The winter months aren't typically a time when pest control is at the forefront of people's minds in the Charleston area.
Local exterminators have found that homeowners usually reach out to them when they notice problems like recurring rodents in their home or obvious damage. But rodents aren't the only thing they should be thinking about this season.
Spring and summer months serve as the introduction of pests such as termites, earwigs, palmetto bugs and mosquitoes. And there are simple things experts believe homeowners can do to make their jobs easier and sometimes unnecessary.
They also believe that this is one of the best times to prepare for those challenging pests that arrive during warmer months.
“A lot of people don’t think you need to do pest control in the winter," said Bert Snyder, an entomologist and owner of Palmetto Exterminators. “That couldn’t be further from the truth.”
Space around home
One of the easiest things homeowners can monitor is the area surrounding the outside of the home. Exterminators say that a common and easily avoidable mistake homeowners make is overlooking items such as hedges, bushes and tree limbs in relation to pest control this time of the year.
Something as simple as a bush or a tree branch gently touching the outside of a house can be the difference between whether certain pests invade a person's home. Snyder said that pests like palmetto bugs, spiders and even rodents can use a tree or bush limb as a bridge to a home or attic.
The same goes for chopped wood outside the house.
“Make sure there is nothing against the foundation around the house," said Karl Kuester, owner of Anchor Pest Management.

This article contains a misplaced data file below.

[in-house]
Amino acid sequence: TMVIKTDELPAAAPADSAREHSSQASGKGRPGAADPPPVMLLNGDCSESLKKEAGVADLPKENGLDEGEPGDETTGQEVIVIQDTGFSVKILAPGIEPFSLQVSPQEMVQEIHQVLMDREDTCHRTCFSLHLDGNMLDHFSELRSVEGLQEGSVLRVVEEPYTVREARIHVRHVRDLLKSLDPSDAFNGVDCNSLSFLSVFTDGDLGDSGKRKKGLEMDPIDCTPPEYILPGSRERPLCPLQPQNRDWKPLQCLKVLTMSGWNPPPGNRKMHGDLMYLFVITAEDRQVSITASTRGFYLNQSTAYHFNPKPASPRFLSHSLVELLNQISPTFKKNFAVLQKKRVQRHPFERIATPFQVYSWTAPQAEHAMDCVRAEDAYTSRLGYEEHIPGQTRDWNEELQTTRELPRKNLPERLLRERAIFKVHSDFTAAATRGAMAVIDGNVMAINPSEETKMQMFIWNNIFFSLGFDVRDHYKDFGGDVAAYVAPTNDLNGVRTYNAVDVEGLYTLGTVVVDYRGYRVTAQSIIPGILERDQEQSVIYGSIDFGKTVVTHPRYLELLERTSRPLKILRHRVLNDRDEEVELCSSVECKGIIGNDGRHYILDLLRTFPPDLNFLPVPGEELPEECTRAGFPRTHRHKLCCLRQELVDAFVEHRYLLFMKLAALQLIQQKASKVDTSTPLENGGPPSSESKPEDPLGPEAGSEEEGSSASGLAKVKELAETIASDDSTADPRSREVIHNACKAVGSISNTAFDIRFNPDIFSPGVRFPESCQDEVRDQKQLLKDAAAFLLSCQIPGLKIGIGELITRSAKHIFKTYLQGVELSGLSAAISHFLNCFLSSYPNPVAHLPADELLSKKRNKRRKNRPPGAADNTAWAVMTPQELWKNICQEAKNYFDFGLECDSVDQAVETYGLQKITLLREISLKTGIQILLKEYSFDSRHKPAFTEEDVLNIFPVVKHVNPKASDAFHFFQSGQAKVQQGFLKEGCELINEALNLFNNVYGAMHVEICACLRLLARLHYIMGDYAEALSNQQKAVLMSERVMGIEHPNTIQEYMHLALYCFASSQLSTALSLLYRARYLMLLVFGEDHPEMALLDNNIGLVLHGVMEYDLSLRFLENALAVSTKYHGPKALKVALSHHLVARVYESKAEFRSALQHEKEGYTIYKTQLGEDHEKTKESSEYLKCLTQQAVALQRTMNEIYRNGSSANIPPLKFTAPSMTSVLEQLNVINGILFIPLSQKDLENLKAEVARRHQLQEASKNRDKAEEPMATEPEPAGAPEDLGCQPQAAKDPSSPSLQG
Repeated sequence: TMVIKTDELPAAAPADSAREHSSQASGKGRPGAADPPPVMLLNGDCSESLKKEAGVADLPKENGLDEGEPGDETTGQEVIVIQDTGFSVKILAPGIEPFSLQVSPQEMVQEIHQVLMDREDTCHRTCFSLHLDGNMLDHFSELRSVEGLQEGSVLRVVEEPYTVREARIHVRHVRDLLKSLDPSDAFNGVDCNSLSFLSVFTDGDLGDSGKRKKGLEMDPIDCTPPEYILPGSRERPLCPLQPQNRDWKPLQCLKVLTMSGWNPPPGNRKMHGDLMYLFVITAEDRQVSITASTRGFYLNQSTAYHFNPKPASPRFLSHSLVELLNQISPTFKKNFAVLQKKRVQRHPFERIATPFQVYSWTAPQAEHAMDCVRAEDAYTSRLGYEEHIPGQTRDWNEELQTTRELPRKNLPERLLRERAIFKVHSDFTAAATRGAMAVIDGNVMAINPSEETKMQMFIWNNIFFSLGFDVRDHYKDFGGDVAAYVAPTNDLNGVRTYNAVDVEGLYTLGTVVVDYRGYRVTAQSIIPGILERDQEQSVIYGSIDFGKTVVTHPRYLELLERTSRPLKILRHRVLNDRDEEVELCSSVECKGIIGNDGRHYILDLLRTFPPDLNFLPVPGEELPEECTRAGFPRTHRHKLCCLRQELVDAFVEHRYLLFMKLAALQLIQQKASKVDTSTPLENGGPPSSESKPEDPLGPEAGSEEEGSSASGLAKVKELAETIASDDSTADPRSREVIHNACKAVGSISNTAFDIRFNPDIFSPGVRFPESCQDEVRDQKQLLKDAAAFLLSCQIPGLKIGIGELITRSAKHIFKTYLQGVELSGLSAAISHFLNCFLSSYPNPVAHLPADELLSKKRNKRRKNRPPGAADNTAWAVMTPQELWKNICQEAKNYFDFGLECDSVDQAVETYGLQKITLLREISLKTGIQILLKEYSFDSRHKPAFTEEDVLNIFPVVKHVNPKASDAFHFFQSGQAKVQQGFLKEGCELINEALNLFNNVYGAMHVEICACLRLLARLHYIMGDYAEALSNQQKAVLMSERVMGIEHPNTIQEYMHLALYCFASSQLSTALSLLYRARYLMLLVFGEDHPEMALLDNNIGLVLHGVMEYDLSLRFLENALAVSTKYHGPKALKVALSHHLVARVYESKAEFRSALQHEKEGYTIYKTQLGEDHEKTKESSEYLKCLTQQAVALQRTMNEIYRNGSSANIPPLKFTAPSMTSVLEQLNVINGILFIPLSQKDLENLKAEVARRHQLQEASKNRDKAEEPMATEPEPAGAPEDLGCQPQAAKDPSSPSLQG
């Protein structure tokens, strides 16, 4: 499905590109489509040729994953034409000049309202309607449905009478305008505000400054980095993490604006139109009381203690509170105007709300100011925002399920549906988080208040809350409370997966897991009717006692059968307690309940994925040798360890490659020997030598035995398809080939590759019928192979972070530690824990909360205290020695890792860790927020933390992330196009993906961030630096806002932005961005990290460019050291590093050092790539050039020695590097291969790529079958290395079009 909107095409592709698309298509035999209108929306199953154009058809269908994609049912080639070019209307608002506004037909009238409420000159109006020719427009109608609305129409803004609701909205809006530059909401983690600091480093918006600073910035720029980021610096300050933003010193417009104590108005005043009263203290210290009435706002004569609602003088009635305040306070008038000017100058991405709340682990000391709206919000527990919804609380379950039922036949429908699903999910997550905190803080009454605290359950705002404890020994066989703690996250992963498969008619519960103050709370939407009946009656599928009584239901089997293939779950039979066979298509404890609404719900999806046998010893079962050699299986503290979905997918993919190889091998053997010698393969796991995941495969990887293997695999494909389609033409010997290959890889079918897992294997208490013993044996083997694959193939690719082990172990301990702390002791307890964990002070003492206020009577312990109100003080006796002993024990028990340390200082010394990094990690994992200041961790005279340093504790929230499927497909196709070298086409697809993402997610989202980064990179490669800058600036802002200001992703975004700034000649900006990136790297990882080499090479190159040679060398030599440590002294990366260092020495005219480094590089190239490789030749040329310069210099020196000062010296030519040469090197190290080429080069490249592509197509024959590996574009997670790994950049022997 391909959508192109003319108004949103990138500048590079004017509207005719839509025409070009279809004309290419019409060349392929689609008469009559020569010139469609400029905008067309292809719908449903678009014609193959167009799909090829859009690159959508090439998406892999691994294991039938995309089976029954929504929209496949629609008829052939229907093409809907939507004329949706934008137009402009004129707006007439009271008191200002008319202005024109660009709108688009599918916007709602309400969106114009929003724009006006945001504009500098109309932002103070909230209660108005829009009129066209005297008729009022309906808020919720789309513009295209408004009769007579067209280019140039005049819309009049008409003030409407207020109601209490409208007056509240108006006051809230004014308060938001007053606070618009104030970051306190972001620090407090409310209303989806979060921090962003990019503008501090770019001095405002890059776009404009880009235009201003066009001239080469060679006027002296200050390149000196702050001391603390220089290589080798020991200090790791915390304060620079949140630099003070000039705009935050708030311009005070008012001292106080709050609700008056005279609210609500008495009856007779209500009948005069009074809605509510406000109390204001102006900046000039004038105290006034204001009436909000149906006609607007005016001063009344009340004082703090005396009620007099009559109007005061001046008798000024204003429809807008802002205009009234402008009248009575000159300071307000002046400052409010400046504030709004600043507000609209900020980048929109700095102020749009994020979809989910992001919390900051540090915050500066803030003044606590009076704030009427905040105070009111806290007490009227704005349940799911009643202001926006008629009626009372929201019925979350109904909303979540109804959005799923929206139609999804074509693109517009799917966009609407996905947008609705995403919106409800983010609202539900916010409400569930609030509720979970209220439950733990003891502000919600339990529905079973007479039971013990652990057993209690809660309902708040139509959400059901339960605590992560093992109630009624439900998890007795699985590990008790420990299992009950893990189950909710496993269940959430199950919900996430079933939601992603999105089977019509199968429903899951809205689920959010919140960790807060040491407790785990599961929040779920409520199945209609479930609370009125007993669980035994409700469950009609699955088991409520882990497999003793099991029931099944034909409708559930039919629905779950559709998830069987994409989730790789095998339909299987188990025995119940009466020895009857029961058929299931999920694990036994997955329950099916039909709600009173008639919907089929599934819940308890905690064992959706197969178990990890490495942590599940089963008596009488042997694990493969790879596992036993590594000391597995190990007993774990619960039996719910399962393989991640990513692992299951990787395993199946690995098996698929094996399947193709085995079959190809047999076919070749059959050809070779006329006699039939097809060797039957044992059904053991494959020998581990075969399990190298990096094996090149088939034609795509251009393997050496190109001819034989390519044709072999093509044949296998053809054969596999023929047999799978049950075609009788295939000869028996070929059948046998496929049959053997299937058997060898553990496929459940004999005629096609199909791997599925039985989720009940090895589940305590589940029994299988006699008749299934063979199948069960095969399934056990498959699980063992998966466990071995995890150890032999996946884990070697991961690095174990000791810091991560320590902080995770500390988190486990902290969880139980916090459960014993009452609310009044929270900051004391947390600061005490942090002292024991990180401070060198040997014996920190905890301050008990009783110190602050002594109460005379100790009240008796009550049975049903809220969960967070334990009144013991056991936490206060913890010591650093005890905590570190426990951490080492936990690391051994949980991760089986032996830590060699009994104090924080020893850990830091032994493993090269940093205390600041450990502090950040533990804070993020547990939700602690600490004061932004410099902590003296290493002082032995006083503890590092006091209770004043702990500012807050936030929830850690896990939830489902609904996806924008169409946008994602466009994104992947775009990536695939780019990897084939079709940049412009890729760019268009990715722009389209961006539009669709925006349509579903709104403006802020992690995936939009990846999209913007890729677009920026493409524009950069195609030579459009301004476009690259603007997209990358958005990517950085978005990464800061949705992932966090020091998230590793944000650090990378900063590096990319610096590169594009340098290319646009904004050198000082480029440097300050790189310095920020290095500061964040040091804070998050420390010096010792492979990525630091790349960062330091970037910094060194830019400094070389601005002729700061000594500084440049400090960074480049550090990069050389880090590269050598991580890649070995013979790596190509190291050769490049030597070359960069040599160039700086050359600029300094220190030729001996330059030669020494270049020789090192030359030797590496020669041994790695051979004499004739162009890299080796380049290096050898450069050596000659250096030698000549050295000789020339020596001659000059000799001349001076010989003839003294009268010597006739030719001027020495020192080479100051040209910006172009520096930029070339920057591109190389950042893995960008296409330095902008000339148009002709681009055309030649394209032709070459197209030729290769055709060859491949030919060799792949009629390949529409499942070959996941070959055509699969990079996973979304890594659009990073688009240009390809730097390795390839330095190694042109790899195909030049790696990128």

Mulch and gutters
Drew Leilich, owner of Carolina Exterminating, said some pests also get in through mulch. He said some homeowners have a habit of tossing out piles of new mulch without getting rid of the old mulch.
For pests such as earwigs, that old mulch is usually an ideal location for them to lay their eggs in the winter, Leilich said. So when someone places additional mulch on top of that area, they are making things worse with those pests.
"They start coming out when the spring hits," Leilich said.
Homeowners should also routinely clean out their gutters at this time. Those spaces, if not maintained, are ideal for pests such as termites and mosquitoes.
"That is where a lot of them are going to habitat. ... One of the biggest pests we have is the mosquito," Leilich said.
Kuester has found that bird feeders are often an unnoticed source of pest problems in the winter, especially if they sit too close to the home. They can attract rodents that will try to shake out the food, he said.
“Keep it farther away on the tree somewhere," he said. “I have two customers that had that problem now.”
He said one of those customers told him she noticed that rodents were climbing on the railing to reach their bird feeder. They eventually made their way into her house.
Residents also should monitor outdoor objects that hold and retain water. Those items can attract additional pests. Kuester said small toys outside should be turned over so they don't collect water.
Residents who have birdbaths are advised to clean them routinely because insects, including mosquitoes, like to lay their eggs in them. This is especially important if the birdbath doesn't have a stream or fountain feature.
Some specialists have found that insects don't like to lay eggs in spaces with running water.
Exterminators advise residents to routinely inspect their homes for issues such as damaged wood or leaks. Right now is one of the best times to do that since heavy termite and mosquito invasions haven't yet appeared, experts say.
Homeowners should inspect and poke old wood in and around the house to check for wood rot. They should also open and close windows to see if everything is in order.
"There are windows around people's houses that haven’t been open in years," Snyder said. “You've got to walk around and inspect your house.”
If a window is constantly fogging up and is wet, that could be a sign that the window isn't sealed properly. Kuester said this could lead to moisture intrusion and attract termites.
"They search for moisture," Leilich said.
Experts believe it is in a homeowner's best interest to inspect and monitor their homes this time of year. A small wood repair could make the difference between a couple hundred dollars in repairs and thousands in termite damage.
And if homeowners don't want to do the job themselves, some local exterminators offer a free inspection.
“By doing a preventive measure you can avoid most of the problems," Kuester said, adding most people don’t really want to have a bug in their house.